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Of Mutts & Melting Pots

President Kennedy coined the phrase “a nation of immigrants” in tribute to the various diasporas that came here voluntarily or in chains. But President-elect Obama was simply going for a joke when, in discussing his family’s search for a dog, he referred to “mutts like me.” Maybe he was onto something, though: a nation of mutts. (He was, of course, using the vernacular and not the literal meaning, as derived from “muttonhead”-a distinction that needs to be spelled out for some in the right-wing blogosphere.) If the melting pot, characterized by a rabbi in 1906, never came to a boil, the mongrel culture that brimmed over the sides has been this country’s pride, joy and most effective ambas-sador for the better part of a century. Indeed, we helped mongrelize the world, as foretold by Duke Ellington in his posthumously released The Afro-Eurasian Eclipse: “It’s most improbable,” he noted, “that anyone will ever know exactly who is enjoying the shadow of whom.”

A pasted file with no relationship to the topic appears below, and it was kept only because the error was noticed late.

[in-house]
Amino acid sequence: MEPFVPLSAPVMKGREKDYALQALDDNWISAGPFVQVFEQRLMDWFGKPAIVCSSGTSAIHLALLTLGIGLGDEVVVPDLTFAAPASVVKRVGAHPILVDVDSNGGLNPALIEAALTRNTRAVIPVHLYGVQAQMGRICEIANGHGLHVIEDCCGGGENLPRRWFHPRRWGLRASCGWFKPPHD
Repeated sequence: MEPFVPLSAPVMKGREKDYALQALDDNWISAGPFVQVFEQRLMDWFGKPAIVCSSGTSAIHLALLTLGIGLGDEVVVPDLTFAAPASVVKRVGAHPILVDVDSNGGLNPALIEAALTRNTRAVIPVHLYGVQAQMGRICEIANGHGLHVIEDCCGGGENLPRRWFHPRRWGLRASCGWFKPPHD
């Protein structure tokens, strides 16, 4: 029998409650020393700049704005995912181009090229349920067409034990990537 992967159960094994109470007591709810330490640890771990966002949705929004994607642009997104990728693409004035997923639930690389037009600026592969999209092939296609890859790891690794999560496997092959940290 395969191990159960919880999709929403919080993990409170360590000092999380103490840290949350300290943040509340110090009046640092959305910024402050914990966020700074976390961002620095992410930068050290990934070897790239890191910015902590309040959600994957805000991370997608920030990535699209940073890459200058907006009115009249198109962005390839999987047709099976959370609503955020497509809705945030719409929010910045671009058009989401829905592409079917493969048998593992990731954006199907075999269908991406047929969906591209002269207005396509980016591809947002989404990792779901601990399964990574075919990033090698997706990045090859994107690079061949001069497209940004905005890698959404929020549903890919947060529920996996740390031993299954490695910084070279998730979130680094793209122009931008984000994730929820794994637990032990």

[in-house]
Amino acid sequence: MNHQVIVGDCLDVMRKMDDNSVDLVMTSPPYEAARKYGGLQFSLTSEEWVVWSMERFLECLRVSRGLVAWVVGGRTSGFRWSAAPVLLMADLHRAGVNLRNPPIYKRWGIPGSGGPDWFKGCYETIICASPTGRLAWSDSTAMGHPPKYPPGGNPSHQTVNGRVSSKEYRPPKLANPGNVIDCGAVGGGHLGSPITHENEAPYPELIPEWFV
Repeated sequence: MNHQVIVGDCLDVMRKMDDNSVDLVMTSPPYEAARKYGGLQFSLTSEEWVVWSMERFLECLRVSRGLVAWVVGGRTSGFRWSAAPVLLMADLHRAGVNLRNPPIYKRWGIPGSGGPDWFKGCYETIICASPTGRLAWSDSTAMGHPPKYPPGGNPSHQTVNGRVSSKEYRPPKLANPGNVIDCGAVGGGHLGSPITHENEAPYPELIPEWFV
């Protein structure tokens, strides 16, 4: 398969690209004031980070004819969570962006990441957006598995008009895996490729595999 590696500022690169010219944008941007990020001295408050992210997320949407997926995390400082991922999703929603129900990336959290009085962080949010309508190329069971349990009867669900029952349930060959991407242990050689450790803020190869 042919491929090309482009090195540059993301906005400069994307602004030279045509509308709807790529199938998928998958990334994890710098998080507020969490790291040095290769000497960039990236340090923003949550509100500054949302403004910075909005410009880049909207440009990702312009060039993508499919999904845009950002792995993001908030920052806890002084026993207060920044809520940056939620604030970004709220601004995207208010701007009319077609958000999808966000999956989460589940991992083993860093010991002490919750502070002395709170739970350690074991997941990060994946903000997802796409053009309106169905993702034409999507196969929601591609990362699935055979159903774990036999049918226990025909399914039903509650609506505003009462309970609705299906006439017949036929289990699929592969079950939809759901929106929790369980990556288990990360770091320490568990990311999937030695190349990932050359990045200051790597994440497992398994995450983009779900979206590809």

Purity, like virginity, is greatly overrated except when refining olive oil. The more we study jazz in the context of its times, the more we are obliged to recognize that jazz is almost always locked in a willing embrace with other musical cultures, above and below, behind and ahead, or straggling alongside. Jazz gives mongrelism its good name, taking what it will from where it will. Consequently, the definition of jazz-or rather, the scope of its extended family-is constantly expanding.

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